Most people would love to sleep all day. While it’s seldom possible to do so and maintain a healthy lifestyle, it’s normal for dogs. That’s right – 14 to 16 hours a day is the average time adult dogs spend sleeping. Sleep patterns vary between dogs, depending on several factors.
Just like people, the young ‘uns and the seniors need more sleep than the rest of the population. Up to the age of 12 weeks, puppies average between 18 and 20 hours of sleep each day. Senior dogs commonly need more sleep once they reach the age of 7 to 10 years, particularly when their tummies are full after a meal. They’re also generally ready for a snooze after their daily walk. For all other adult dogs, the sleep they need relates to how busy their owners keep them.
Different dog breeds seem to need specific quantities of sleep, according to Vet Info. Small or “pocket” breeds such as Chihuahuas and Yorkshire terriers tend to slumber more but will adapt to their environment if they are healthy. The giant dog breeds, such as Newfoundlands, Saint Bernards and various mastiff breeds, all enjoy more sleep, causing them to be known as “mat dogs” in days gone by because they looked just like big hairy mats in front of the fireplaces. These dogs can sleep for up to 18 hours a day.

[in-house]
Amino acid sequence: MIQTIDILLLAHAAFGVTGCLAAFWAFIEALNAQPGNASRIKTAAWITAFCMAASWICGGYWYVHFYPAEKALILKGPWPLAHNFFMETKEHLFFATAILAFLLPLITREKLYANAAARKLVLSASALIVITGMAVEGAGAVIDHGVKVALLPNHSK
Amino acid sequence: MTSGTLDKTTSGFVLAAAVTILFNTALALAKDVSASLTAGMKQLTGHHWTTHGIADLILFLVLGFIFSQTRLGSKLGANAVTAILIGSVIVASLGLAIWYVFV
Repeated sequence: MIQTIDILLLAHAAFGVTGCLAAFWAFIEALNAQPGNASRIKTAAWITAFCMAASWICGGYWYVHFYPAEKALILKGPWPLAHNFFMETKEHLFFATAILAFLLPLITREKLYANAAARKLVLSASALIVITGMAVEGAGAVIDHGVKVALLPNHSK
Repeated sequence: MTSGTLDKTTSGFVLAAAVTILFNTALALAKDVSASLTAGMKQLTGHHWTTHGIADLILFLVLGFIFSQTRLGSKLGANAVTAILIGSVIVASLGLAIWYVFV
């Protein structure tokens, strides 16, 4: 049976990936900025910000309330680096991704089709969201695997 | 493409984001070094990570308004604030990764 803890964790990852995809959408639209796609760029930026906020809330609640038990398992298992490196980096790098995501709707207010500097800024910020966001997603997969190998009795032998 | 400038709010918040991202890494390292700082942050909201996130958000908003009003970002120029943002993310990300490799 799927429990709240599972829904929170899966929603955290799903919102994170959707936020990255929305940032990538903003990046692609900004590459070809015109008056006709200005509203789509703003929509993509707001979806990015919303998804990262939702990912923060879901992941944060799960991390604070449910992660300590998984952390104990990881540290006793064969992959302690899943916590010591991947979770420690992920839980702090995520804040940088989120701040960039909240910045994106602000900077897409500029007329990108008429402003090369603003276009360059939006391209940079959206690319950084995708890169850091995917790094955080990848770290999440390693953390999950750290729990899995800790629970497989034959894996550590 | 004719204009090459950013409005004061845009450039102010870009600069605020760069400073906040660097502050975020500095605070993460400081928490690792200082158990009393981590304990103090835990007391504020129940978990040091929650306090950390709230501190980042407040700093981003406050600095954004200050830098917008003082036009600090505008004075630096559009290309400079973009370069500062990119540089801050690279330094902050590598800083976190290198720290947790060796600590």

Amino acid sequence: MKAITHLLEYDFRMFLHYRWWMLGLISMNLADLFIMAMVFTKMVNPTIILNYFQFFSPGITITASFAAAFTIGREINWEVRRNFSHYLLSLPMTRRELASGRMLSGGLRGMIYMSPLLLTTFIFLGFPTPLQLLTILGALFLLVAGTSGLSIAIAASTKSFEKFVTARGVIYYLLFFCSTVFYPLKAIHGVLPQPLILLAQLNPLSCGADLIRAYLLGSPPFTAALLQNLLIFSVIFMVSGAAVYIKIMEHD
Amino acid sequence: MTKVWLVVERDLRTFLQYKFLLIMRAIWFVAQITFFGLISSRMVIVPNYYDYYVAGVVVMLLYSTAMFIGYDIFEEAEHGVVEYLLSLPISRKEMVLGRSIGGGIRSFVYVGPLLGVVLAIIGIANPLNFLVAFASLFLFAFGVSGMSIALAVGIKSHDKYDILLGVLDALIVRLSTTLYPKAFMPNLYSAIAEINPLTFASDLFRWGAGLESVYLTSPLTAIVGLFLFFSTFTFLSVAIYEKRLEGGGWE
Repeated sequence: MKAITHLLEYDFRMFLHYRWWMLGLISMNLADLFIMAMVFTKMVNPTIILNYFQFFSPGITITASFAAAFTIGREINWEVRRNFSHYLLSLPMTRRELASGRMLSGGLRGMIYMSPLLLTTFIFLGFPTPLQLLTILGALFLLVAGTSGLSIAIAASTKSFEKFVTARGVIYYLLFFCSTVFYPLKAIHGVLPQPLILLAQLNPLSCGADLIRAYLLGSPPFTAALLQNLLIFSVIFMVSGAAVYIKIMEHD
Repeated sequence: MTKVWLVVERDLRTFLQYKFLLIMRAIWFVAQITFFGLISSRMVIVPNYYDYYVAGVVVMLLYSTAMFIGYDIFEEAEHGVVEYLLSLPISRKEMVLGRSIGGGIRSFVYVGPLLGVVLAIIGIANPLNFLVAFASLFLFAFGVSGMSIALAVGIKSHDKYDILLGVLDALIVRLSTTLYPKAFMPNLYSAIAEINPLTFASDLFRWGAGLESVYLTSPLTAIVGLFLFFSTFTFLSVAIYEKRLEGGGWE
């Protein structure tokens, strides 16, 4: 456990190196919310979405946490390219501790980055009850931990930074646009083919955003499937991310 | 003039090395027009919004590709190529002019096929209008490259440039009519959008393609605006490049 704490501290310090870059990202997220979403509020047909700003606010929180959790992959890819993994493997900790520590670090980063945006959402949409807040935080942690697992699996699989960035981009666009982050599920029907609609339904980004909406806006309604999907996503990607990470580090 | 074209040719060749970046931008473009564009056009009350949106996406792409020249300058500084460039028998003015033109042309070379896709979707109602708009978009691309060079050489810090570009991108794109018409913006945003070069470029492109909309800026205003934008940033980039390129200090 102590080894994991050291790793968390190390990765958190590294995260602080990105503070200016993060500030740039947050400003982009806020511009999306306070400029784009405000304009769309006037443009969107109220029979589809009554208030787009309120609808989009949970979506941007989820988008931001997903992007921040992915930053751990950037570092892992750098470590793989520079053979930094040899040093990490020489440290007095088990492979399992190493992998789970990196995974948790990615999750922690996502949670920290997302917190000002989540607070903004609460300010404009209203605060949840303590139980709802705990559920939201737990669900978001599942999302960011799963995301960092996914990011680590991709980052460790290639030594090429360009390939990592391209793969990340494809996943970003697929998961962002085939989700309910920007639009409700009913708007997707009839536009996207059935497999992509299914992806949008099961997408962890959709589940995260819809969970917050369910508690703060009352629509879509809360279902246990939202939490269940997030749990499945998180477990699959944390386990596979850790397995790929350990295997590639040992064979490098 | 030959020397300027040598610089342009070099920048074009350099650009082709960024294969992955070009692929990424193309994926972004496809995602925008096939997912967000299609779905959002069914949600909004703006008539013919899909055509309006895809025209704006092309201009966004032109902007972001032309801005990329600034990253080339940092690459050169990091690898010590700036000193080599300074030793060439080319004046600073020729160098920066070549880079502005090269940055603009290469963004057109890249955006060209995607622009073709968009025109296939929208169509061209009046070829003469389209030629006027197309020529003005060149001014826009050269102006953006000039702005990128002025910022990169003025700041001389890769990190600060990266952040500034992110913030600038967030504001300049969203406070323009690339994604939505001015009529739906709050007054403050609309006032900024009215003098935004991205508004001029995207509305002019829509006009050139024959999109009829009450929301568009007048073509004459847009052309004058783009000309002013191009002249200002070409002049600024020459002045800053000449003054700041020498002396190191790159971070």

You may be grumpy if you don’t get enough sleep, so don’t be surprised if your dog is, too. Healthy adult dogs need enough sleep, which is typically 14 to 16 hours. If a dog of 3 to 7 years old sleeps noticeably more, it could indicate an undetected health issue. Dogs with underlying medical conditions such as arthritis or heart murmur tire more quickly, as do dogs that are obese and carrying a lot of excess weight. And if your dog is an insecure bundle of nerves, she might experience restless sleep. You can solve this by giving her a safe, comfortable bed in a secluded spot with an ideal temperature.
Boredom can make the best of us sleepy, and your dog is no different. The environment in which she spends her days affects both the quality and quantity of her sleep. A bored dog will sleep for longer periods but is likely to be restless. A working dog, however, such as a cattle dog or sheepdog, adjusts to her environment and learns to manage with much less sleep. Hyperactive working dogs such as border collies and Siberian huskies sleep in short bursts that resemble power naps, because they are bred to be alert and work tirelessly for long periods between rests.
Dogs have similar sleep patterns to humans, starting with a deep slumber and gradually moving into three stages of rapid eye movement sleep. During the first stage, while the dog falls asleep she may still move her legs, leading you to think she is dreaming about chasing bunnies. The second stage is restful and calm, and lasts for around 45 percent of her total sleeping time. In the third stage, she sleeps deeply for 10 to 15 minutes at a time, before moving back into the rapid eye movement phase, which is actually when dreaming happens. Puppies spend longer in this phase, while adult dogs spend 10 to 15 percent of their total sleep time there.
Tracey Sandilands has written professionally since 1990, covering business, home ownership and pets. She holds a professional business management qualification, a bachelor's degree in communications and a diploma in public relations and journalism. Sandilands is the former editor of an international property news portal and an experienced dog breeder and trainer.